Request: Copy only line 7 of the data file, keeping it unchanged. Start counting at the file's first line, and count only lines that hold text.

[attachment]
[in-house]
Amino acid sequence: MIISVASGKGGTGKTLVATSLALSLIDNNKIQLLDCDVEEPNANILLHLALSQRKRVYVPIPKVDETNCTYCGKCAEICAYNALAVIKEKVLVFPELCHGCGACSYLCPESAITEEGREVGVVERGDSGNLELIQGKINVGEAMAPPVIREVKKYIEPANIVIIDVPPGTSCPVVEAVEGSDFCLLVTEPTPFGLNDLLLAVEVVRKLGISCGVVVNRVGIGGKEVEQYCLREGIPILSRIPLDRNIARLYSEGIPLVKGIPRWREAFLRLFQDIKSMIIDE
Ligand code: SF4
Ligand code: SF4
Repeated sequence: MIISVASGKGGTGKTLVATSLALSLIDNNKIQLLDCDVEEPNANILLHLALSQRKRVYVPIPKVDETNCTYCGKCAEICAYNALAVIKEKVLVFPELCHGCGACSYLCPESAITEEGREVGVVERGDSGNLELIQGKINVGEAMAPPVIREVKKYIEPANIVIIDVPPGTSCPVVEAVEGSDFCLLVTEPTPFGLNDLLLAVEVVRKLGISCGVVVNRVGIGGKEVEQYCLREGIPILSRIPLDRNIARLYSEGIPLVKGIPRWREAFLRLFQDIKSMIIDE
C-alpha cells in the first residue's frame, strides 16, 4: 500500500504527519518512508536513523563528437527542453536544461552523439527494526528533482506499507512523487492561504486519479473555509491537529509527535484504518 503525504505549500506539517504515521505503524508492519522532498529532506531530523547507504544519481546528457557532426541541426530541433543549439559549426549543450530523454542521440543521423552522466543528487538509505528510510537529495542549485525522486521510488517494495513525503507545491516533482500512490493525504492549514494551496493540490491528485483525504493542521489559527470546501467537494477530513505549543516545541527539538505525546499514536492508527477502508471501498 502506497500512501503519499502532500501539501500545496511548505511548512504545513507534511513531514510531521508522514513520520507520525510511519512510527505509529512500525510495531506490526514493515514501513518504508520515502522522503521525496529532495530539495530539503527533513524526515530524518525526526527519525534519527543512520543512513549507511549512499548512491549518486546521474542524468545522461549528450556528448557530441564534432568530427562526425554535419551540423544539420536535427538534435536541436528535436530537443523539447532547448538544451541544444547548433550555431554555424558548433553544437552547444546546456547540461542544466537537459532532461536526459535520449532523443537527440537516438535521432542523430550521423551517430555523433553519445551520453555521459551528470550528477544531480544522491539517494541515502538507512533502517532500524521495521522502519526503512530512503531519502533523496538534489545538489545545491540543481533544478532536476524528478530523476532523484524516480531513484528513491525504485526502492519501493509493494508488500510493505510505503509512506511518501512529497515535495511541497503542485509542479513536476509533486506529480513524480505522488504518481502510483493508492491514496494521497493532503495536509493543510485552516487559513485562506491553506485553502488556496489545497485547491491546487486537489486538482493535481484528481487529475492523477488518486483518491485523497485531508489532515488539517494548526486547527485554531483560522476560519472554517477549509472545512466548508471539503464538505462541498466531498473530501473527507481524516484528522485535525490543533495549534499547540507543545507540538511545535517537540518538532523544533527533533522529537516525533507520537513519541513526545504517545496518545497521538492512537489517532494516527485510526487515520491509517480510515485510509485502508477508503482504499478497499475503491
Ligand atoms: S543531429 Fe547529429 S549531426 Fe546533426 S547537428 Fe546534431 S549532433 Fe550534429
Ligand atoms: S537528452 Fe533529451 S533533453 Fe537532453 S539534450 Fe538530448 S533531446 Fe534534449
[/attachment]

Ligand atoms: S543531429 Fe547529429 S549531426 Fe546533426 S547537428 Fe546534431 S549532433 Fe550534429